David Fleming
It's All Academic   www.davidflemingsite.com   
Day 235: Eric Clapton (Lay Down Sally)

March 18, 2023

My recent blog on Mary Black, and how I truly butchered the lyrics when I guessed (so wrongly) what was being sung, reminded me of the mis-hearings my parents had with pop music when I was growing up. I suspect I have noted these before, but for Dad, the big two were "Rice-a-Roni" instead of "My Sharona" and "Cookie Jar" for The Cars' "Don't Cha Stop." Outside of the obsession for food, Dad's mis-hearings generally made sense. My Dad's hearing was always suspect when I was growing up, so these unique renderings were not so surprising. However, my Mom's hearing seemed finely tuned (she certainly could hear me sneaking back into the house), making her mishearing of "Way Down South" for Eric Clapton's "Lay Down Sally" a much more difficult one to see, or more accurately, to hear. 

South for Sally? There's the confusion. Doesn't everyone hear Clapton with a second syllable for the "S" word? I never challenged my Mom to explain what she heard for the whole line(s): "Lay down Sally and rest here in my arms," or later "Lay down Sally, no need to leave so soon." I wish I had. Did that second syllable end up merged in Mom's ear with "and" or "no"? Maybe "Way Down South, Leanne rested in my arms" (a frightening harbinger of things to [not] come later in my life), or "Way Down South, please, no need to leave so soon."  

Both would have been great interpretations, but I will never know. We are told to not have any regrets for things you never said to your loved ones when they pass away, but that wasn't what I regret with my parents. I know I had recently told Mom I had loved her when she died; however, I should have asked about her full interpretation of this 1977 Eric Clapton song.

The interesting thing is I am not a huge Clapton fan. I didn't have Slowhand, so I think it was my sister's album that would have been playing. Even now, I don't listen to Clapton much these days, so I had to pull out my CD of his Greatest Hits and listen to "Lay Down Sally" again while ruminating about these memories. Here's the thing: I should have loved "Lay Down Sally." A year later, I would be wowed by that kind of song on Dire Straits' debut album a year later.

The stylistic similarities in the rhythm guitar and the general countrified rock are really obvious. The albums feature similar rather austere covers, lacking much color, with lots of image "off the page," whether Clapton's full body from Slowhand or the slightly unfocused woman in a room cover of Dire Straits.

In fact, to my non-musical training, slightly change the tune and "Way Down South," Mom, could be "Southbound Again" from Dire Straits: same 4/4 beat (yeah, I know there are a zillion songs with a 4/4 beat). One guitar riff gets us started, then a second one comes in as a counterpoint. That title line of 4 syllables seems interchangeable.  The bridges are simply flashes of guitar showmanship.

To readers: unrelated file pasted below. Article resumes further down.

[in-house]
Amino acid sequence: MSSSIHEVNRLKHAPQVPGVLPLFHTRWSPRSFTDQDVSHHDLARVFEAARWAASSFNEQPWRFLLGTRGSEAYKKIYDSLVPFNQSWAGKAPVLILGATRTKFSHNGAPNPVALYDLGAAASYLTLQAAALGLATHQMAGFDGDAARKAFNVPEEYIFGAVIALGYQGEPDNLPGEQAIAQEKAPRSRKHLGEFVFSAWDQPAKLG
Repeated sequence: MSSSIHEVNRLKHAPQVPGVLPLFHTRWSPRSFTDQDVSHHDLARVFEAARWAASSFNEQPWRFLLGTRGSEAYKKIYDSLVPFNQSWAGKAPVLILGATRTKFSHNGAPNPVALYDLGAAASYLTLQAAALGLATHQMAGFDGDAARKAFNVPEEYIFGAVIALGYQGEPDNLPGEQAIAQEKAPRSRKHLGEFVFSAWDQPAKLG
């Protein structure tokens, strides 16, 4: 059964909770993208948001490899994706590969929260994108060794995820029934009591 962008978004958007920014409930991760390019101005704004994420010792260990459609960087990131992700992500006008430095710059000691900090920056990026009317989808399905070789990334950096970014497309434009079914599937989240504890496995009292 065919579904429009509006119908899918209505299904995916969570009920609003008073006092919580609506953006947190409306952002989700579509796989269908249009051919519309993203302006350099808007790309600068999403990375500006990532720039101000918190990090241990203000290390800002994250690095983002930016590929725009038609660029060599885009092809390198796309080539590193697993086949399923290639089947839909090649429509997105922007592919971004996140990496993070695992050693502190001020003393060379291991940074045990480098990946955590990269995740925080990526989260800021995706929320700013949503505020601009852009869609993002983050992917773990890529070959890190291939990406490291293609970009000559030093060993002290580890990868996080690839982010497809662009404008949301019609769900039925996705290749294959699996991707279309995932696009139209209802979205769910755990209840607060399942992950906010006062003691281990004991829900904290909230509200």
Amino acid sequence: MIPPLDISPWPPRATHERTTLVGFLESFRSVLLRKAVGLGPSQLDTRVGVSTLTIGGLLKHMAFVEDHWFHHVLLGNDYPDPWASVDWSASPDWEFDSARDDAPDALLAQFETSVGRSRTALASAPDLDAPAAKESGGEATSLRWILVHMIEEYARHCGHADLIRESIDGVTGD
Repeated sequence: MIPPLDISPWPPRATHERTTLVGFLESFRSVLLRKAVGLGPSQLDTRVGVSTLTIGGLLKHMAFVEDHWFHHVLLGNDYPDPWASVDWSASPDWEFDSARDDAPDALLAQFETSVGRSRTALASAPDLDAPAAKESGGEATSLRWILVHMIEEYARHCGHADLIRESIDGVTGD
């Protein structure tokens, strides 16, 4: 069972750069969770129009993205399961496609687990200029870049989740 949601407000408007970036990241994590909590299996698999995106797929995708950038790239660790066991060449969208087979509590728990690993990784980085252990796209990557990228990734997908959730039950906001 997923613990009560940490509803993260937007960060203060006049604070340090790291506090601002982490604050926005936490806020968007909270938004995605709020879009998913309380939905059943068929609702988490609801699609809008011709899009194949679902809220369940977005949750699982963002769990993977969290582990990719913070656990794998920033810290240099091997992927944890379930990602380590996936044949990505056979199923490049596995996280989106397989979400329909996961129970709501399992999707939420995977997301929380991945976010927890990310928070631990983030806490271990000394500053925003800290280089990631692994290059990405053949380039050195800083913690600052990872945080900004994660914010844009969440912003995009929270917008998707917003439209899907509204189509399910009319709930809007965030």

So, Mom perhaps was on to something. "Lay Down Sally" offers a plea for someone not to leave, regardless of cardinal direction, while "Southbound Again" tells about the boy "that got to keep moving," as he "is bound to roam." 

Of course, the only thing I may be onto is obvious evidence that Mark Knopfler worshipped the kind of music played by Eric Clapton in the 1970s. Or, perhaps, it was more David Knopfler, Mark's brother, Dire Straits' Rhythm Guitarist, gone after the band's sophomore release, eventually to release a CD, Wishbones, that included John Martyn's "May You Never," also covered by Eric Clapton on . . . Slowhand. It all goes back to that rhythm guitar and the gentle strumming that has echoes of "Lay Down Sally" in "Southbound Again."

I have digressed from my original intentions here, which was to reflect on my lost opportunity to ask my Mother about the misheard lyrics, an opportunity that has gone southbound. Still, I would have never found that "May You Never" (a lovely song whoever covers it) connection if not going down this rabbit hole.

So, thanks for the memory, Mom, which, upon hearing "Lay Down Sally," gave me one more fantastic reason to miss you. As we come upon the anniversary of your (and Dad's) death, I will always miss talking to you. We would have had fun with this topic. If we do get a chance to reconnect in the afterlife, there is no way it will be way down South. I might end up south of Heaven, but I know you didn't.

Clapton, Eric. "Lay Down Sally." Slowhand. RSO, 1977. Link here.

Day 234: Gang of Four "At Home He's A Tourist"

Day 236: Buddy Holly "Words of Love"

See complete list here.